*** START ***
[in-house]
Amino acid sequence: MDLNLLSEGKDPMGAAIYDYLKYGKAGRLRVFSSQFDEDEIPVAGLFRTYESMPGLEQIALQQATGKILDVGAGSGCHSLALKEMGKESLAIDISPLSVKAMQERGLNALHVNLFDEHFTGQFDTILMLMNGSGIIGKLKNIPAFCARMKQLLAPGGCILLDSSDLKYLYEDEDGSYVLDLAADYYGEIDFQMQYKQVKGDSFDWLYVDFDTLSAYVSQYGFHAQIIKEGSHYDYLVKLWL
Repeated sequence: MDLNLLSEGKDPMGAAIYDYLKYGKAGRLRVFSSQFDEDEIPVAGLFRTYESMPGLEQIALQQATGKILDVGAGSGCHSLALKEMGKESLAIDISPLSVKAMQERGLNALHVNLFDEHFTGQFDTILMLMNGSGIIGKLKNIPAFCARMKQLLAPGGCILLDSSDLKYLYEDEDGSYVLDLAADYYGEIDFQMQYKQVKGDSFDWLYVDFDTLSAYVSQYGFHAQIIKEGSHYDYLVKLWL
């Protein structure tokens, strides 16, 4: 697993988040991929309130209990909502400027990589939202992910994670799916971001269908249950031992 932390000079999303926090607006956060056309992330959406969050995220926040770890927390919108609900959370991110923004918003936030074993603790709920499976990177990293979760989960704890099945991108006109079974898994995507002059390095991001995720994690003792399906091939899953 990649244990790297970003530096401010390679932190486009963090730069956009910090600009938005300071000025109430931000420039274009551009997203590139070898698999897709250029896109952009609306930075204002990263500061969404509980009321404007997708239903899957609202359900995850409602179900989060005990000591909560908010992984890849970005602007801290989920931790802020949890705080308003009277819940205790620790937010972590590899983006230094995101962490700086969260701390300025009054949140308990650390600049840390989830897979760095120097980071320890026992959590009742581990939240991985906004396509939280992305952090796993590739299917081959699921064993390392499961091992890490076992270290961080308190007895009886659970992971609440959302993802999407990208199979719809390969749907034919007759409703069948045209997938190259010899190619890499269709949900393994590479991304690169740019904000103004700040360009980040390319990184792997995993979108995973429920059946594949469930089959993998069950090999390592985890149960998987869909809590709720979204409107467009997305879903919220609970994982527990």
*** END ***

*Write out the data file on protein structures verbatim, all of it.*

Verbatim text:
[in-house]
Amino acid sequence: MDLNLLSEGKDPMGAAIYDYLKYGKAGRLRVFSSQFDEDEIPVAGLFRTYESMPGLEQIALQQATGKILDVGAGSGCHSLALKEMGKESLAIDISPLSVKAMQERGLNALHVNLFDEHFTGQFDTILMLMNGSGIIGKLKNIPAFCARMKQLLAPGGCILLDSSDLKYLYEDEDGSYVLDLAADYYGEIDFQMQYKQVKGDSFDWLYVDFDTLSAYVSQYGFHAQIIKEGSHYDYLVKLWL
Repeated sequence: MDLNLLSEGKDPMGAAIYDYLKYGKAGRLRVFSSQFDEDEIPVAGLFRTYESMPGLEQIALQQATGKILDVGAGSGCHSLALKEMGKESLAIDISPLSVKAMQERGLNALHVNLFDEHFTGQFDTILMLMNGSGIIGKLKNIPAFCARMKQLLAPGGCILLDSSDLKYLYEDEDGSYVLDLAADYYGEIDFQMQYKQVKGDSFDWLYVDFDTLSAYVSQYGFHAQIIKEGSHYDYLVKLWL
């Protein structure tokens, strides 16, 4: 697993988040991929309130209990909502400027990589939202992910994670799916971001269908249950031992 932390000079999303926090607006956060056309992330959406969050995220926040770890927390919108609900959370991110923004918003936030074993603790709920499976990177990293979760989960704890099945991108006109079974898994995507002059390095991001995720994690003792399906091939899953 990649244990790297970003530096401010390679932190486009963090730069956009910090600009938005300071000025109430931000420039274009551009997203590139070898698999897709250029896109952009609306930075204002990263500061969404509980009321404007997708239903899957609202359900995850409602179900989060005990000591909560908010992984890849970005602007801290989920931790802020949890705080308003009277819940205790620790937010972590590899983006230094995101962490700086969260701390300025009054949140308990650390600049840390989830897979760095120097980071320890026992959590009742581990939240991985906004396509939280992305952090796993590739299917081959699921064993390392499961091992890490076992270290961080308190007895009886659970992971609440959302993802999407990208199979719809390969749907034919007759409703069948045209997938190259010899190619890499269709949900393994590479991304690169740019904000103004700040360009980040390319990184792997995993979108995973429920059946594949469930089959993998069950090999390592985890149960998987869909809590709720979204409107467009997305879903919220609970994982527990």